Congress edges toward new privacy rules

Both Republicans and Democrats profess outrage over ChoicePoint and LexisNexis mishaps. New laws are being proposed.

Declan McCullagh Former Senior Writer
Declan McCullagh is the chief political correspondent for CNET. You can e-mail him or follow him on Twitter as declanm. Declan previously was a reporter for Time and the Washington bureau chief for Wired and wrote the Taking Liberties section and Other People's Money column for CBS News' Web site.
Declan McCullagh
2 min read
An amorphous political debate over how to respond to recent data mishaps at ChoicePoint, Bank of America and Reed Elsevier Group's LexisNexis service is beginning to take shape.

In what could mark a turning point in the legislative process, both Democratic and Republican politicians on Thursday decried what they called poor security for Americans' personal information held by data brokers such as ChoicePoint and LexisNexis.

During a Senate Banking committee hearing, Sen. Jon Corzine, D-N.J., said he plans to introduce a bill next week that borrows concepts from securities regulation. The measure would require "the chairman or chief enforcement officer to attest to the effectiveness of the systems that provide for control of information" and provide notification to consumers of security breaches, Corzine said.

Sen. Charles Schumer, D-N.Y., said he is preparing his own proposal to require a "box to be posted on any Web site that seeks to obtain personal information about a customer" with disclosure about how the data will be used. Schumer promised that "we're going to force companies to demonstrate a need for customers' personal information before requiring it from them."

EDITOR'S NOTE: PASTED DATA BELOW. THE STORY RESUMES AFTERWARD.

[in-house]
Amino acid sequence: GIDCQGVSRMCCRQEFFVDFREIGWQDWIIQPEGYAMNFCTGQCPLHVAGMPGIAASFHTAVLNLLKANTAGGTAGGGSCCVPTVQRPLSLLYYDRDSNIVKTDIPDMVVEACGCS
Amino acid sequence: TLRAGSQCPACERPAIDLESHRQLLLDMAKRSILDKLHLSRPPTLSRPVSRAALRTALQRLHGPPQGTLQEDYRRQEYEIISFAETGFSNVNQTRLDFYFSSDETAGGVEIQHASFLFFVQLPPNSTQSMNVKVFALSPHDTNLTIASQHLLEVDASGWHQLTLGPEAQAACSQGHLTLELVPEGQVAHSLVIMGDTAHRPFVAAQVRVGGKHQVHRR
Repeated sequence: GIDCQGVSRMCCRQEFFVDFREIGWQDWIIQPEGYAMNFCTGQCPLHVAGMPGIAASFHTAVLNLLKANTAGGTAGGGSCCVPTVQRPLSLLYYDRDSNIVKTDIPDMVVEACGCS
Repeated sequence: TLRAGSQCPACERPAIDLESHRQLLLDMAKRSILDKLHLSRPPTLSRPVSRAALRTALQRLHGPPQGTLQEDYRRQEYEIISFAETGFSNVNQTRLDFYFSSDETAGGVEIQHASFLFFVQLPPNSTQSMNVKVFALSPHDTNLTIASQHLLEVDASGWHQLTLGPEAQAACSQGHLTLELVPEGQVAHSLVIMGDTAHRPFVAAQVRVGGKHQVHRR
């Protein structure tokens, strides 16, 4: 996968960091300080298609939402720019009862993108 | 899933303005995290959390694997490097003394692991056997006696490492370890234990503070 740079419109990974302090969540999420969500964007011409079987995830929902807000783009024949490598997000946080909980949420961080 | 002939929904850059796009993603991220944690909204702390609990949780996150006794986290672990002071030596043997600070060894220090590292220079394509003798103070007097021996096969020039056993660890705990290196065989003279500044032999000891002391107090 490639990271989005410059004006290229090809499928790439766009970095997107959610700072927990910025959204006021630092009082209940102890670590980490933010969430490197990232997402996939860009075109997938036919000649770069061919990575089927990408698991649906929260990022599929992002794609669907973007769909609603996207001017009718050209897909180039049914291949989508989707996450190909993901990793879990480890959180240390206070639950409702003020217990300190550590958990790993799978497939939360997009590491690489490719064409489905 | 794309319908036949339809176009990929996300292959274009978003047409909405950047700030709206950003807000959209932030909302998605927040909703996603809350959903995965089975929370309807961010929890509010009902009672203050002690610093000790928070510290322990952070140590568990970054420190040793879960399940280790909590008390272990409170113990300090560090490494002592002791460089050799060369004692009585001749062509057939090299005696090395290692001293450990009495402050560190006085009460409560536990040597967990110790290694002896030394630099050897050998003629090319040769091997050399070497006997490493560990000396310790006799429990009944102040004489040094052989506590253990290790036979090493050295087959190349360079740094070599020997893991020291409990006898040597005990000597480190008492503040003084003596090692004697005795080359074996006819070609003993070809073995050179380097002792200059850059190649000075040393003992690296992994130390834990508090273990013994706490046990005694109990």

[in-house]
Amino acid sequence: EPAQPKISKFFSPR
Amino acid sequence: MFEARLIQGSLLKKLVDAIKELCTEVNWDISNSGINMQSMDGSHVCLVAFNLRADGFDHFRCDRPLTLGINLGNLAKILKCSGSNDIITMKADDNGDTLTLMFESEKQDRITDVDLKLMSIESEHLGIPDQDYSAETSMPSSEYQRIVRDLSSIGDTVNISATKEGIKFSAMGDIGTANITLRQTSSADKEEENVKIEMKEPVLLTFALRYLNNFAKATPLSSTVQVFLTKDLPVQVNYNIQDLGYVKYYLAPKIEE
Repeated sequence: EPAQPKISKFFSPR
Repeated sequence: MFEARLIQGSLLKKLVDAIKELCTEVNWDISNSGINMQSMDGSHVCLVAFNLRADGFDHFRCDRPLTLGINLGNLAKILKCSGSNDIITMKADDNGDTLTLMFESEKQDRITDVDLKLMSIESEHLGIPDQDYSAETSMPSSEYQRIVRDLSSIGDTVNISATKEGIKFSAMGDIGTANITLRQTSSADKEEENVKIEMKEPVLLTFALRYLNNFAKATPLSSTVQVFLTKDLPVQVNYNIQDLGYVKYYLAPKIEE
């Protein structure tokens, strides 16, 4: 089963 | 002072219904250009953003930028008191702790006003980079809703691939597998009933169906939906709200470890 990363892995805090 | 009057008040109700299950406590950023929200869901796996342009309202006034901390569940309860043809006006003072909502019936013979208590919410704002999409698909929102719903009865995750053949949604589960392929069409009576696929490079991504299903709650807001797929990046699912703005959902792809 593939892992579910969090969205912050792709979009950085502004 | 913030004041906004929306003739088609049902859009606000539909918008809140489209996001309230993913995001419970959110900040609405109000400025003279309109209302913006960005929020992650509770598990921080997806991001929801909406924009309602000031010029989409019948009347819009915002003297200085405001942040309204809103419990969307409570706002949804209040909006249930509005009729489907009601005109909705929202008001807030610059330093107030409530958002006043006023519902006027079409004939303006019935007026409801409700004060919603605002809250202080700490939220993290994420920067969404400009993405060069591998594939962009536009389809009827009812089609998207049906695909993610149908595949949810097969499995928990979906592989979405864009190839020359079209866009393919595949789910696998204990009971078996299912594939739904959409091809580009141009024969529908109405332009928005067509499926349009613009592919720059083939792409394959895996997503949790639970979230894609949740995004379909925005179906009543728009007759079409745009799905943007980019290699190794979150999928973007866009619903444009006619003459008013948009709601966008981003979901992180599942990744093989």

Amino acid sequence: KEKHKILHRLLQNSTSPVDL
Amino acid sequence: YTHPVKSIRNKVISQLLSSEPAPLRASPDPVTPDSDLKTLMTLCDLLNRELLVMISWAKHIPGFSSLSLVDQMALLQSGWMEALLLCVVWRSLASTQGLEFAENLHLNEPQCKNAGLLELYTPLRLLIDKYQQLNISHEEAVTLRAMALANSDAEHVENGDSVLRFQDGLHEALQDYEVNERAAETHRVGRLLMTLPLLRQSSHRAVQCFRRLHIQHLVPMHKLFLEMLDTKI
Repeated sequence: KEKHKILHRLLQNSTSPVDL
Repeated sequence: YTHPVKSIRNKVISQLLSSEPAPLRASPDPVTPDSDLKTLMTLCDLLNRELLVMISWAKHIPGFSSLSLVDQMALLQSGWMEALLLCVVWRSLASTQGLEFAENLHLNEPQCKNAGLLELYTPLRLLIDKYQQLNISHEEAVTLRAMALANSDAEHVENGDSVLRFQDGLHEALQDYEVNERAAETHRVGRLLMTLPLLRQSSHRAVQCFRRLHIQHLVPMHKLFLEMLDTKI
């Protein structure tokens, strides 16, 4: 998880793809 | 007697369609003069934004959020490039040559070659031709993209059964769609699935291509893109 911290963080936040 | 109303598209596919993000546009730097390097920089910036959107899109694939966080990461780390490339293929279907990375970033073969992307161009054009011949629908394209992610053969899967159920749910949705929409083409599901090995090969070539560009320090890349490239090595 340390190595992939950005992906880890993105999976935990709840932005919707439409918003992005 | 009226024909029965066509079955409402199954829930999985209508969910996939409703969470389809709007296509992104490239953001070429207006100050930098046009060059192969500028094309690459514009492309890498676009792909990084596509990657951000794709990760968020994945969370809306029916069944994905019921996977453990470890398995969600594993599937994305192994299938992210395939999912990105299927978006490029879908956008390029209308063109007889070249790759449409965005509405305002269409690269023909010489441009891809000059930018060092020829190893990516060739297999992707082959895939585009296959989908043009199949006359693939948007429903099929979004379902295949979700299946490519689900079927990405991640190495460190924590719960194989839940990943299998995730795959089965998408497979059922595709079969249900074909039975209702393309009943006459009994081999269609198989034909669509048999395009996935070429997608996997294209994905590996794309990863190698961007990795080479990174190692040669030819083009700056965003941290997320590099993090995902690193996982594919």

For the last few weeks, politicians have been responding to news of data breaches with the usual cries of outrage and vows of prompt action. But few details of possible legislative responses have emerged.

In the last 24 hours, however, Schumer and Patrick Leahy, a Vermont Democrat, have both talked about using the recent security incidents to enact legislation that would target far more companies than merely information brokers. Schumer, for instance, indicated he wished to regulate all commercial Web sites.

Such aggressive responses have raised eyebrows among some Washington watchers. "They're using this as an excuse to advance not-terribly-relevant privacy protections," said Jim Harper, director of information policy at the free-market Cato Institute. "These proposals are not focused on harm to consumers, which is what matters most."

Republicans also called for new laws. Rep. Joe Barton, R-Texas, chairman of the House Energy and Commerce committee, said Thursday that he plans to convene a hearing for March 15.

"Under current law these companies have a legal right to package information and do almost anything they want with it," Barton said. "I personally see no socially redeeming value in anyone having the right to give away and sell my personal information unless I approve it."

Deborah Majoras, appointed by President Bush as chairman of the Federal Trade Commission, echoed that sentiment. "There may be additional measures that will benefit consumers," she said.